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Biopsy - colposcopy - directed; Biopsy - cervix - colposcopy; Endocervical curettage; ECC; Cervical punch biopsy; Biopsy - cervical punch; Cervical biopsy
After the biopsy, you may have some bleeding for up to a week. You may have mild cramping, your vagina may feel sore, and you may have a dark discharge for 1 - 3 days.
A colposcopy and biopsy will not make it more difficult for you to become pregnant, or cause problems during pregnancy.
Call your health care provider if:
You may have some bleeding after the biopsy for up to 1 week.
You should not douche, place tampons or creams into the vagina, or have sex for up to a week afterward. Ask your doctor or nurse how long you should wait. You can use sanitary pads.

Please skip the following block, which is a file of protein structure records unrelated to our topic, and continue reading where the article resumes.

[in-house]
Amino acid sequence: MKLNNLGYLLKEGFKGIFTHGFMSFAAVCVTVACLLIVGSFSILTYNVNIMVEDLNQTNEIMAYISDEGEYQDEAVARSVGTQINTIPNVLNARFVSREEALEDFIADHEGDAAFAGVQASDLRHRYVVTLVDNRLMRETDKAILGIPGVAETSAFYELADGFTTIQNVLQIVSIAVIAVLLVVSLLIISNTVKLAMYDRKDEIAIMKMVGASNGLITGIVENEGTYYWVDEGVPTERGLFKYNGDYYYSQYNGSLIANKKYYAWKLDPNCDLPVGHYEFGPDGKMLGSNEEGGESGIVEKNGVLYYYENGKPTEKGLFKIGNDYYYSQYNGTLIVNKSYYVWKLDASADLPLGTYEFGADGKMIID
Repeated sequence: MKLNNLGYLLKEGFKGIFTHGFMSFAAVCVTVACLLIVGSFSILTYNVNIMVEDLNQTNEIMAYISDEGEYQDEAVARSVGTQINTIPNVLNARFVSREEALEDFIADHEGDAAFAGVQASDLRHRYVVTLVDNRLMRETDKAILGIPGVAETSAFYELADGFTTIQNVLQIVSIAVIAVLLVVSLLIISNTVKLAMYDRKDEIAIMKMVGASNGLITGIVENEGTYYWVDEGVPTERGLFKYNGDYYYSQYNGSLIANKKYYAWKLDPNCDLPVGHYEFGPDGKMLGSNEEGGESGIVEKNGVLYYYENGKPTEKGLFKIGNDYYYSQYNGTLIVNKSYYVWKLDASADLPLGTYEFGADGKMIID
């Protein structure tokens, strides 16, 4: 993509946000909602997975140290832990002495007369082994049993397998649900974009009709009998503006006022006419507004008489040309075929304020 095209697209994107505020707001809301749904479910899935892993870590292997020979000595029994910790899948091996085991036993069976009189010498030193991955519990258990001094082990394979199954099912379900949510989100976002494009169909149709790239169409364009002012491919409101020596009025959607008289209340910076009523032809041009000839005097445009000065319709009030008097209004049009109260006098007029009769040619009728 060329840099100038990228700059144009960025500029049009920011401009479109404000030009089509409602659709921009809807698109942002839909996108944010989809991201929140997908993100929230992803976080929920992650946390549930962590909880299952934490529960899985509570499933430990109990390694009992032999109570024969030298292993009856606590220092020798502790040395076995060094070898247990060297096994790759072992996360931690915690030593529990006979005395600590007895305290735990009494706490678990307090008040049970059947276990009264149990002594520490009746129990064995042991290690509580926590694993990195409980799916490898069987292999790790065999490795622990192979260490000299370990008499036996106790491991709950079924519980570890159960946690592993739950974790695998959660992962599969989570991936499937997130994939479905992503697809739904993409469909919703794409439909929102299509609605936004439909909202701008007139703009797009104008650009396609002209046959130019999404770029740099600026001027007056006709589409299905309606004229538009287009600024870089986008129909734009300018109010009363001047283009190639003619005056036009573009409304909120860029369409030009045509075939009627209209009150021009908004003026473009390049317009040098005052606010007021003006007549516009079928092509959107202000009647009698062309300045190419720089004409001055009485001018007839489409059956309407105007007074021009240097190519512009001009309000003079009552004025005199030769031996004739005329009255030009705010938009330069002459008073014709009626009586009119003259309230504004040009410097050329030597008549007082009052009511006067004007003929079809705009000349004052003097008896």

If the colposcopy or biopsy does not show why the Pap smear was abnormal, your health care provider may suggest that you have a more extensive biopsy.
See also: Cold knife cone biopsy
American College of Obstetricians and Gynecologists. ACOG Practice Bulletin No. 99: management of abnormal cervical cytology and histology. Obstet Gynecol. 2008;112:1419-1444.
Apgar BS, Kittendorf AL, Bettcher CM, Wong J, Kaufman AJ. Update on ASCCP consensus guidelines for abnormal cervical screening: tests and cervical histology. Am Fam Physician. 2009;80:147-155.
Noller KL. Intraepithelial neoplasia of the lower genital tract (cervix, vulva): Etiology, screening, diagnostic techniques, management. In: Katz VL, Lentz GM, Lobo RA, Gershenson DM, eds. Comprehensive Gynecology. 5th ed. Philadelphia, Pa: Mosby Elsevier;2007:chap 28.
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